7 Comments
  1. Fascinating article. Really fun to read! Oh to be able to go back in time for a few days……….

  2. The three surfers pictured are Ed Faron. Don James and Jack Quigg. They rented that beach house and worked as beach boys at the Bel Air bay club.
    Brad Jennings.
    HSI.

  3. Awesome article! I grew up in Sunset Mesa, just South of Topanga. My parents home overlooked charthouse. I learned to surf at Topanga Point when it was still private in the early ’70s. With Christian Anderson, The Allard bros, and Ed Winguard. We Idolized George Trafton, Jay Riddle, Shane, Robbie Dick and Torger Johnson. All those guys would come up to the Mesa and Bomb our Hills Skateboarding- This is how we learned to Race!! Blessings, David Hackett

  4. Hey Pablo, great story. Although I can’t recall meeting Matt Kivlin, a family friend, Bob Sherman, seemed to know him well. Bob was General contractor. He built
    a home in Big Rock not far from the house where I had grown, That was after our year and a half renting (1954) a house over looking the pit. I had worked for Bob off and on for perhaps a year after Army discharge in Aug. ‘69. Bob was a real educator*- had a lot of friends in the area. BTW, Bob’s father subdivided the Big Rock area. The grand father, Moses, held a partnership in over 100 miles of Red Car railroad traversing, what is now the San Fernando valley and connecting to the entire system that was the first and perhaps last attempt at L A. urban mass transit.

    Now here’s my ‘take a way’: the beach people of Bob’s era really knew how to have a good time. My people (I’m 73) did ok…but NOT like those mentioned in your report.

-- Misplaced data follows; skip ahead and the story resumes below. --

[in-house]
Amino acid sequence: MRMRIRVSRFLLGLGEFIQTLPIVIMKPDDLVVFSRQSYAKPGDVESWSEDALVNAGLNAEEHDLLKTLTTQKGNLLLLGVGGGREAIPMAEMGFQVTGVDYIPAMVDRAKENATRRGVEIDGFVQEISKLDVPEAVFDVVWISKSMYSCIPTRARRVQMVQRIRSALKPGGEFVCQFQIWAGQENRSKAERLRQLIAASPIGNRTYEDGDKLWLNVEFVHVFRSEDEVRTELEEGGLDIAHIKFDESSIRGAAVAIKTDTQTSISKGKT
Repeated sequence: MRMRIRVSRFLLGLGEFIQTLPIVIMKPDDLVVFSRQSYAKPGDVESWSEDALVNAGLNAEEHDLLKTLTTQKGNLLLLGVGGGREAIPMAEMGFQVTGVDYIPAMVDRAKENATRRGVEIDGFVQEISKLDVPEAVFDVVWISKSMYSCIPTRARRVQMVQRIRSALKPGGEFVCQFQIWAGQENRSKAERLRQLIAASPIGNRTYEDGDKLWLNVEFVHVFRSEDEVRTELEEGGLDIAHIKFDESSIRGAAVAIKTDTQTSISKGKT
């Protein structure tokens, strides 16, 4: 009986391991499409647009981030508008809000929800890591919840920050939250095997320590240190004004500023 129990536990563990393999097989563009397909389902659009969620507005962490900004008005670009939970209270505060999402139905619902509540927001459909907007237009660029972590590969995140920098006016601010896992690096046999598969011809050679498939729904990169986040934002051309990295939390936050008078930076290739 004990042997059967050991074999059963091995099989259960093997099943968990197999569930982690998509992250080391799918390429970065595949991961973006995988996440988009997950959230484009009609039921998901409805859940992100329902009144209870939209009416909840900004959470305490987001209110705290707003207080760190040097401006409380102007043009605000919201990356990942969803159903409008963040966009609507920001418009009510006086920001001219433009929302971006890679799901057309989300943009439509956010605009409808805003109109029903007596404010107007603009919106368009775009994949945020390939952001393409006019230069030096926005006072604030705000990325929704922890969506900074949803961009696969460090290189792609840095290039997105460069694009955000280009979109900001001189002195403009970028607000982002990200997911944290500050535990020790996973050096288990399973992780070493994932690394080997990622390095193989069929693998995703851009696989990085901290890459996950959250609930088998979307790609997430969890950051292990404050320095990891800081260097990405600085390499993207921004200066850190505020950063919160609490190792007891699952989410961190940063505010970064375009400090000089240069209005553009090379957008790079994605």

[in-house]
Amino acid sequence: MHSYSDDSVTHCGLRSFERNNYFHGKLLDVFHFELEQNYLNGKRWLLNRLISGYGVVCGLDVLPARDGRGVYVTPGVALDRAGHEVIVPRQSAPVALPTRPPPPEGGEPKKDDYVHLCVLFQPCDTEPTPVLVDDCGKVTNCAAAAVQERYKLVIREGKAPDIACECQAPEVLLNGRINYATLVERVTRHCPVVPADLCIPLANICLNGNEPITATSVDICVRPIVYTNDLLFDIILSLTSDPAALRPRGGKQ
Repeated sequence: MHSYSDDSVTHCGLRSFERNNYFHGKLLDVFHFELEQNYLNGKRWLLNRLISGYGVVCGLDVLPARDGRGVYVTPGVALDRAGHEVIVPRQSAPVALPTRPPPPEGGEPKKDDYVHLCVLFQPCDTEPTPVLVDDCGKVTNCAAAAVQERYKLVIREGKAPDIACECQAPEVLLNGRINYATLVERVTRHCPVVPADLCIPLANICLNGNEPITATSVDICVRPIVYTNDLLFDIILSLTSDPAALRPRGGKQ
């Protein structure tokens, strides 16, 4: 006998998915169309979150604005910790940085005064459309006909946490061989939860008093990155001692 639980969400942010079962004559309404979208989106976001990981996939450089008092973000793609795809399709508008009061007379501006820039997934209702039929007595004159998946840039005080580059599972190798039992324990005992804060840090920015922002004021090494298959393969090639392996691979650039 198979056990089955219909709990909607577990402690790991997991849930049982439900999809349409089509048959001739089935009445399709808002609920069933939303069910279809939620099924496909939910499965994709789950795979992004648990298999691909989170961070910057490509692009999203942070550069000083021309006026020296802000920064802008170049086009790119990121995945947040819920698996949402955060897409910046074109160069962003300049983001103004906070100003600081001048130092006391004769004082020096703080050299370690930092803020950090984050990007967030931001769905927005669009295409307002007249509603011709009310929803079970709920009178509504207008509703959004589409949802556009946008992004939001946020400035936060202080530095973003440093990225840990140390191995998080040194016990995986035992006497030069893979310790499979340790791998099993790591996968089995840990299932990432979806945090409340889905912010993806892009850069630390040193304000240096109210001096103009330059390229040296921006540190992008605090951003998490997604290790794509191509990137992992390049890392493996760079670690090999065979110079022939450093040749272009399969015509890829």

*Quote: you might end up poor investing in LA real-estate but probably not. With bob’s assistance, I bought my first apartment building at age 23, and kept going. Best regards, jul niemier

  5. I fell upon your piece recently.”The Original Topanga Beach Generation Helped Shape the Evolution of Southern California Surf Culture.” Very enjoyable and delightful references. Been a Surfers Journal subscriber for over 20 years.I grew up in Topanga in the 60’s-70’s. I noticed Alice Vickers as a MMN contributor? She and I rode the school bus together. Perhaps another intersection is Ami Kirby. You might know her sons Justin and Adam? Fairly certain Ami and Doug paid me to watch them when little.

    I spent many years at Topanga Beach perfecting my life or death bottom turn and disinterested cutback. I began to move north after high school and have surfed all my life. Currently in WA state I mainly paddle out at La Push and along the Strait of Juan de Fuca.

    thanks,

    Paul Larson
    Hansville WA